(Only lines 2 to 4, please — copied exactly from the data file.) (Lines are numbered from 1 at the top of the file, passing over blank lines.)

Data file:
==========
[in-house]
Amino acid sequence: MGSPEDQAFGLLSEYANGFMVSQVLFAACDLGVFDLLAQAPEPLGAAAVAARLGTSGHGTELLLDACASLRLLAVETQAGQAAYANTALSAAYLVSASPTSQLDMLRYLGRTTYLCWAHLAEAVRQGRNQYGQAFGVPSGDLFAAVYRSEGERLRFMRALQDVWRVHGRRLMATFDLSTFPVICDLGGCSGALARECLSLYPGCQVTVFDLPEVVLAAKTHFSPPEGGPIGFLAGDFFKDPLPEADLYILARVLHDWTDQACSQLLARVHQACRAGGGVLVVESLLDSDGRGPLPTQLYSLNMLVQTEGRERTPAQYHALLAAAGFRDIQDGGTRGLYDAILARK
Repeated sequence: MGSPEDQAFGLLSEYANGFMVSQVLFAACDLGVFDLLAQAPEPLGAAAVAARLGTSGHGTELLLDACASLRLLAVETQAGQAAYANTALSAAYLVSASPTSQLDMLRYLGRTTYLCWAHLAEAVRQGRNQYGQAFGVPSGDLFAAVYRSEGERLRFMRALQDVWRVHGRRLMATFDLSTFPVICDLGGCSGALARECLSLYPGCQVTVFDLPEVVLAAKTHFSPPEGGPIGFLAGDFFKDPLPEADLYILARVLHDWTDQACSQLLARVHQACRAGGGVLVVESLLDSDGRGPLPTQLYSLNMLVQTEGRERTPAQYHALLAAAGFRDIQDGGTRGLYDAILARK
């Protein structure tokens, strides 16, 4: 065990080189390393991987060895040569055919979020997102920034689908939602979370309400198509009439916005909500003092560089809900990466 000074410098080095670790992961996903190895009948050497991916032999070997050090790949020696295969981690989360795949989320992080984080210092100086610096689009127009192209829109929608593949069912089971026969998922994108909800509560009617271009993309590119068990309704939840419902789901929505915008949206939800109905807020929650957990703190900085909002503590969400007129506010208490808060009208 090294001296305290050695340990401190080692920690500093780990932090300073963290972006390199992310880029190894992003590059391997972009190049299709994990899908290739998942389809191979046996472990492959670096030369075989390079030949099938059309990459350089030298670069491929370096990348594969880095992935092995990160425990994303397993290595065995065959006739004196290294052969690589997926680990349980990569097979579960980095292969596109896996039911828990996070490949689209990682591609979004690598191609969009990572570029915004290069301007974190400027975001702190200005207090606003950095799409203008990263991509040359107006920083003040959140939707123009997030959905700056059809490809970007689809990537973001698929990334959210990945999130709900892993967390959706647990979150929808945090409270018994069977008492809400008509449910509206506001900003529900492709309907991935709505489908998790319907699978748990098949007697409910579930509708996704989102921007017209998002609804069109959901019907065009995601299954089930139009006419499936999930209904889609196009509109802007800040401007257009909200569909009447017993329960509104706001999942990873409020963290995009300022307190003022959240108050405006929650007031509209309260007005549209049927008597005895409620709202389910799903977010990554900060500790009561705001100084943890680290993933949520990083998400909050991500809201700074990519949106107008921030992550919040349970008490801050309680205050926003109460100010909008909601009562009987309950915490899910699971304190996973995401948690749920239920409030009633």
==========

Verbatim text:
Amino acid sequence: MGSPEDQAFGLLSEYANGFMVSQVLFAACDLGVFDLLAQAPEPLGAAAVAARLGTSGHGTELLLDACASLRLLAVETQAGQAAYANTALSAAYLVSASPTSQLDMLRYLGRTTYLCWAHLAEAVRQGRNQYGQAFGVPSGDLFAAVYRSEGERLRFMRALQDVWRVHGRRLMATFDLSTFPVICDLGGCSGALARECLSLYPGCQVTVFDLPEVVLAAKTHFSPPEGGPIGFLAGDFFKDPLPEADLYILARVLHDWTDQACSQLLARVHQACRAGGGVLVVESLLDSDGRGPLPTQLYSLNMLVQTEGRERTPAQYHALLAAAGFRDIQDGGTRGLYDAILARK
Repeated sequence: MGSPEDQAFGLLSEYANGFMVSQVLFAACDLGVFDLLAQAPEPLGAAAVAARLGTSGHGTELLLDACASLRLLAVETQAGQAAYANTALSAAYLVSASPTSQLDMLRYLGRTTYLCWAHLAEAVRQGRNQYGQAFGVPSGDLFAAVYRSEGERLRFMRALQDVWRVHGRRLMATFDLSTFPVICDLGGCSGALARECLSLYPGCQVTVFDLPEVVLAAKTHFSPPEGGPIGFLAGDFFKDPLPEADLYILARVLHDWTDQACSQLLARVHQACRAGGGVLVVESLLDSDGRGPLPTQLYSLNMLVQTEGRERTPAQYHALLAAAGFRDIQDGGTRGLYDAILARK
């Protein structure tokens, strides 16, 4: 065990080189390393991987060895040569055919979020997102920034689908939602979370309400198509009439916005909500003092560089809900990466 000074410098080095670790992961996903190895009948050497991916032999070997050090790949020696295969981690989360795949989320992080984080210092100086610096689009127009192209829109929608593949069912089971026969998922994108909800509560009617271009993309590119068990309704939840419902789901929505915008949206939800109905807020929650957990703190900085909002503590969400007129506010208490808060009208 090294001296305290050695340990401190080692920690500093780990932090300073963290972006390199992310880029190894992003590059391997972009190049299709994990899908290739998942389809191979046996472990492959670096030369075989390079030949099938059309990459350089030298670069491929370096990348594969880095992935092995990160425990994303397993290595065995065959006739004196290294052969690589997926680990349980990569097979579960980095292969596109896996039911828990996070490949689209990682591609979004690598191609969009990572570029915004290069301007974190400027975001702190200005207090606003950095799409203008990263991509040359107006920083003040959140939707123009997030959905700056059809490809970007689809990537973001698929990334959210990945999130709900892993967390959706647990979150929808945090409270018994069977008492809400008509449910509206506001900003529900492709309907991935709505489908998790319907699978748990098949007697409910579930509708996704989102921007017209998002609804069109959901019907065009995601299954089930139009006419499936999930209904889609196009509109802007800040401007257009909200569909009447017993329960509104706001999942990873409020963290995009300022307190003022959240108050405006929650007031509209309260007005549209049927008597005895409620709202389910799903977010990554900060500790009561705001100084943890680290993933949520990083998400909050991500809201700074990519949106107008921030992550919040349970008490801050309680205050926003109460100010909008909601009562009987309950915490899910699971304190996973995401948690749920239920409030009633």